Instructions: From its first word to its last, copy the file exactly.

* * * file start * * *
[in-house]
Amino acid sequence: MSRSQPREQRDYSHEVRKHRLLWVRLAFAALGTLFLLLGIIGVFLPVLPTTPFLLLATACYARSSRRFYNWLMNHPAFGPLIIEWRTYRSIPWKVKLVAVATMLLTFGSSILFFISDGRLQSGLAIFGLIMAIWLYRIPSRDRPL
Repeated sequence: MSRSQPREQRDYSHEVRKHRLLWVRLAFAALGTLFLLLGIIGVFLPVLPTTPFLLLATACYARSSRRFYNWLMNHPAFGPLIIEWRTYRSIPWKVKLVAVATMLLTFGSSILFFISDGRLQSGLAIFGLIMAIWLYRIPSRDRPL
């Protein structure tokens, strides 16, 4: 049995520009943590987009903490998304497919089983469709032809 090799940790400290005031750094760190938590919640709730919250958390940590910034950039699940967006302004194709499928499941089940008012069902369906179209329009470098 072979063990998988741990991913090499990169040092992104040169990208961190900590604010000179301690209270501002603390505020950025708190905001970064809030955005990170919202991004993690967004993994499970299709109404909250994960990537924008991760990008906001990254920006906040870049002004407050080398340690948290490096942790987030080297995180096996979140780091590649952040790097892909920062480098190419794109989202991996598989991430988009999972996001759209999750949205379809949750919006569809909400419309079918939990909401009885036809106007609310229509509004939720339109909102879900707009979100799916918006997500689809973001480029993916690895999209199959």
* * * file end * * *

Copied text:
[in-house]
Amino acid sequence: MSRSQPREQRDYSHEVRKHRLLWVRLAFAALGTLFLLLGIIGVFLPVLPTTPFLLLATACYARSSRRFYNWLMNHPAFGPLIIEWRTYRSIPWKVKLVAVATMLLTFGSSILFFISDGRLQSGLAIFGLIMAIWLYRIPSRDRPL
Repeated sequence: MSRSQPREQRDYSHEVRKHRLLWVRLAFAALGTLFLLLGIIGVFLPVLPTTPFLLLATACYARSSRRFYNWLMNHPAFGPLIIEWRTYRSIPWKVKLVAVATMLLTFGSSILFFISDGRLQSGLAIFGLIMAIWLYRIPSRDRPL
């Protein structure tokens, strides 16, 4: 049995520009943590987009903490998304497919089983469709032809 090799940790400290005031750094760190938590919640709730919250958390940590910034950039699940967006302004194709499928499941089940008012069902369906179209329009470098 072979063990998988741990991913090499990169040092992104040169990208961190900590604010000179301690209270501002603390505020950025708190905001970064809030955005990170919202991004993690967004993994499970299709109404909250994960990537924008991760990008906001990254920006906040870049002004407050080398340690948290490096942790987030080297995180096996979140780091590649952040790097892909920062480098190419794109989202991996598989991430988009999972996001759209999750949205379809949750919006569809909400419309079918939990909401009885036809106007609310229509509004939720339109909102879900707009979100799916918006997500689809973001480029993916690895999209199959």